Drug or alcohol abuse in the workplace is obviously a serious concern. Not only could the employee be putting him- or herself at a health risk, he or she may also be putting other employees at a safety risk. And, of course, there’s a concern of reduced performance and productivity. Let’s take a look at some reasons employer may suspect drug or alcohol abuse and then some tips on how to handle it.
Reasons Employers May Suspect Drug or Alcohol Abuse
There are actually a lot of different employee actions that may cause the employer (or coworkers) to suspect an employee is under the influence of drugs or alcohol. Here are some of the possible signs to watch out for:
- Significant speech changes, such as slurring or incoherence.
- Out-of-character personality changes, such as increased swearing, sarcasm, argumentativeness, paranoia, extreme defensiveness, or other attitude changes.
- Inability to walk normally or inability to remain steady on his or her feet.
- Having abnormally flush, sweaty, or pale skin.
- Changes in ability to maintain proper hygiene or other noticeable changes in appearance, such as sudden weight changes. This could also include problems with dental hygiene, including foul-smelling breath.
- Changes in work performance, including missing deadlines or regularly showing up late or being absent unexpectedly. This could also manifest as minor workplace accidents.
- Changes in behavior, like sudden lack of participation in social groups or a sudden unwillingness to talk about home life.
- Other signs of physical distress, such as persistent coughing, sniffling, or other signs of seeming physically unwell.
- Becoming more secretive, or even possibly lying or stealing.
It’s important to remember that just because an employee exhibits one or more of these signs, it’s not a guarantee that drug or alcohol use is to blame. Employers should be careful to proceed with caution. Substance abuse is a complex topic and should be handled delicately when suspected.
Tips for Employers Combating Drug or Alcohol Abuse in the Workplace
If you or other employees suspect possible drug or alcohol abuse, here are some tips:
- Remain objective. If drug or alcohol abuse is suspected or reported by a coworker, the employer should remain objective and focus on the verifiable facts.
- Document the situation. Is the employee struggling with being on-time or not showing up for work as scheduled? Has the quality of their work diminished? Document the problems as you would for any other employee.
- Follow your own policies. Does your organization already have a progressive discipline policy in place? If yes, that may be the first place to turn when addressing suspected substance abuse. Focus on the problems—performance or otherwise—and use disciplinary procedures just as you normally would. This allows you to treat employees in a consistent manner as much as possible.
- Utilize your drug testing policy when appropriate. If your organization has a formal drug testing policy, it can also be utilized. For example, some workplaces have drug-testing policies that allow employees to be tested when there is a reasonable suspicion of use. (Such policies are usually legal, but be sure to consult legal counsel with specific questions when creating such a policy.) Be sure that the reasonable suspicion is based on objective evidence—not just hearsay.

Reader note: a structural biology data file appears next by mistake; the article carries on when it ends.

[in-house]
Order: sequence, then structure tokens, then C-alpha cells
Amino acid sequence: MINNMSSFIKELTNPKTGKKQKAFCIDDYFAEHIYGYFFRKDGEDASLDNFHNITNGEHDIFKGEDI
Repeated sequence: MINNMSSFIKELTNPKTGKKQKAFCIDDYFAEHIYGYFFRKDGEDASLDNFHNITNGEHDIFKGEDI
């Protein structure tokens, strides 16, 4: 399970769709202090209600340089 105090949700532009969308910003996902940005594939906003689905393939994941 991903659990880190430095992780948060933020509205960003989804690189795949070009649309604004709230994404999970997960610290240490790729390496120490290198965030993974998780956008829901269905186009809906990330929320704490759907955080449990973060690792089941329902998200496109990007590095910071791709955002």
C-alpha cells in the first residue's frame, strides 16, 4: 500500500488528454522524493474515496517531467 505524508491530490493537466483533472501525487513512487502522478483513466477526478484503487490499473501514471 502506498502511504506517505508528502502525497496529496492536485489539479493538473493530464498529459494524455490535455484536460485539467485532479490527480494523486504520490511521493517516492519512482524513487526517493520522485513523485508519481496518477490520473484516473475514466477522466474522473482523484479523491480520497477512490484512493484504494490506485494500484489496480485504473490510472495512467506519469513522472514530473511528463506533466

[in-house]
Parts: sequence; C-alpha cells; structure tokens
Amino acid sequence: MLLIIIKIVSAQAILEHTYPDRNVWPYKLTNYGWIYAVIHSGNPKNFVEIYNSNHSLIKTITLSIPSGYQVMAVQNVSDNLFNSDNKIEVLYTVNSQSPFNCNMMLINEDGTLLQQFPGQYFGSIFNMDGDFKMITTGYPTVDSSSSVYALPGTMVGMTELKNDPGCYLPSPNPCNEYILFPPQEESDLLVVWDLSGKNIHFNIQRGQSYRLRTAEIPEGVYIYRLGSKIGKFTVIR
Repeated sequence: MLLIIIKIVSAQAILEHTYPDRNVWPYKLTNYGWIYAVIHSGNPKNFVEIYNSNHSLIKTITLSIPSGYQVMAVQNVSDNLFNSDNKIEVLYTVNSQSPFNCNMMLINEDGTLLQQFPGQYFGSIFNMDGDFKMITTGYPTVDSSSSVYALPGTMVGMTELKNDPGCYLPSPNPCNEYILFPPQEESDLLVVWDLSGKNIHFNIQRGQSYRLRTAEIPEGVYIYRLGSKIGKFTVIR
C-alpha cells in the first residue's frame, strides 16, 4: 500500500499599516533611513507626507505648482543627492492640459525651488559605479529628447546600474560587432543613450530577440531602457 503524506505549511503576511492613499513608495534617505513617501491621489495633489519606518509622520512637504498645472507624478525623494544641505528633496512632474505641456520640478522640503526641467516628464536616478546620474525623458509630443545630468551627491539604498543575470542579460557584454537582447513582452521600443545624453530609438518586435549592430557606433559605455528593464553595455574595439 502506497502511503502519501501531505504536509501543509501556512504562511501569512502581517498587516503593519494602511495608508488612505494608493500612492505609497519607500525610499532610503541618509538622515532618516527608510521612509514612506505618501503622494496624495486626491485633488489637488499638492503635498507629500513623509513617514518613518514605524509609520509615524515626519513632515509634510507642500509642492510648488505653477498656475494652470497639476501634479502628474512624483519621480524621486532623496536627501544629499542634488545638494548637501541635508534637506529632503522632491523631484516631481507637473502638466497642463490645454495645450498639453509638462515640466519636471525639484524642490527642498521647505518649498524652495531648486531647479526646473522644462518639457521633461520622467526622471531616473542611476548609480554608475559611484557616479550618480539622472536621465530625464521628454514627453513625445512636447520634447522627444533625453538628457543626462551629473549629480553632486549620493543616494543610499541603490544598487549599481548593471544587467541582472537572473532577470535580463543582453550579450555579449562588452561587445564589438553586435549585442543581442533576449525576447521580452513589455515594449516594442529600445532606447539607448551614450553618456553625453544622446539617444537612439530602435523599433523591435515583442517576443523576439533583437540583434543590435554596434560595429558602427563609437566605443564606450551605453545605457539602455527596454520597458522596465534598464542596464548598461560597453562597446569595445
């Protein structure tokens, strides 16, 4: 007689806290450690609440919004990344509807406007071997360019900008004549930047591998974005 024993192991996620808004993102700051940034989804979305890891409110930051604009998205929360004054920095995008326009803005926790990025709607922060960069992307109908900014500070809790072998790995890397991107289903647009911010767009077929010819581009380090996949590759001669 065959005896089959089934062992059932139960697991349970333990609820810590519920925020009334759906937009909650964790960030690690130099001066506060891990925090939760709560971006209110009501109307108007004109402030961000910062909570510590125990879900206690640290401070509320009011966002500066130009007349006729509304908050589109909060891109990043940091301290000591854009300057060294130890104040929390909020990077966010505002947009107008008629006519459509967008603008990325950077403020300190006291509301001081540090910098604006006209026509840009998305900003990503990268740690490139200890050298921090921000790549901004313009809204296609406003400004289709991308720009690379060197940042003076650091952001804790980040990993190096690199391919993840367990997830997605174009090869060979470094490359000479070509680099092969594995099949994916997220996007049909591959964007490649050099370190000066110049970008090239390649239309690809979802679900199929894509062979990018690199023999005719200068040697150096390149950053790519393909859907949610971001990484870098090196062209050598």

- Create new policies if necessary. If you do not already have substance abuse and drug-testing policies in place, consider creating them. This will allow you to be more consistent going forward.
- Act in a timely manner. When substance abuse is suspected, don’t wait to address the problems that are occurring. Putting things off never helps.
- Once substance abuse has been discovered, consider your options before taking action. There’s rarely only one option for how to proceed. For example, if your workplace has an employee assistance program (EAP) that could help the employee get treatment, recommending it may be a good course of action. (Clearly, there will be cases where more immediate action is necessary; the point is to consider the options.)
- Remember that drug addiction and alcoholism can both be considered disabilities under the Americans with Disabilities Act. This means that employers have an obligation to treat employees fairly, even if substance abuse is suspected. It does not mean the employer must tolerate completely unacceptable behaviors, but be sure to consult with legal counsel before taking drastic measures.
Drug and alcohol abuse problems can quickly escalate—which is no good for the employee or the employer. Employees with substance abuse problems are more likely to cause workplace injuries and accidents and are more likely to be absent and/or less productive. This can affect morale, even if no one actually gets hurt.
Employers need to watch out for suspicious behaviors and react appropriately. Bear in mind, however, that these issues should be handled sensitively. Always consult legal counsel with specific questions.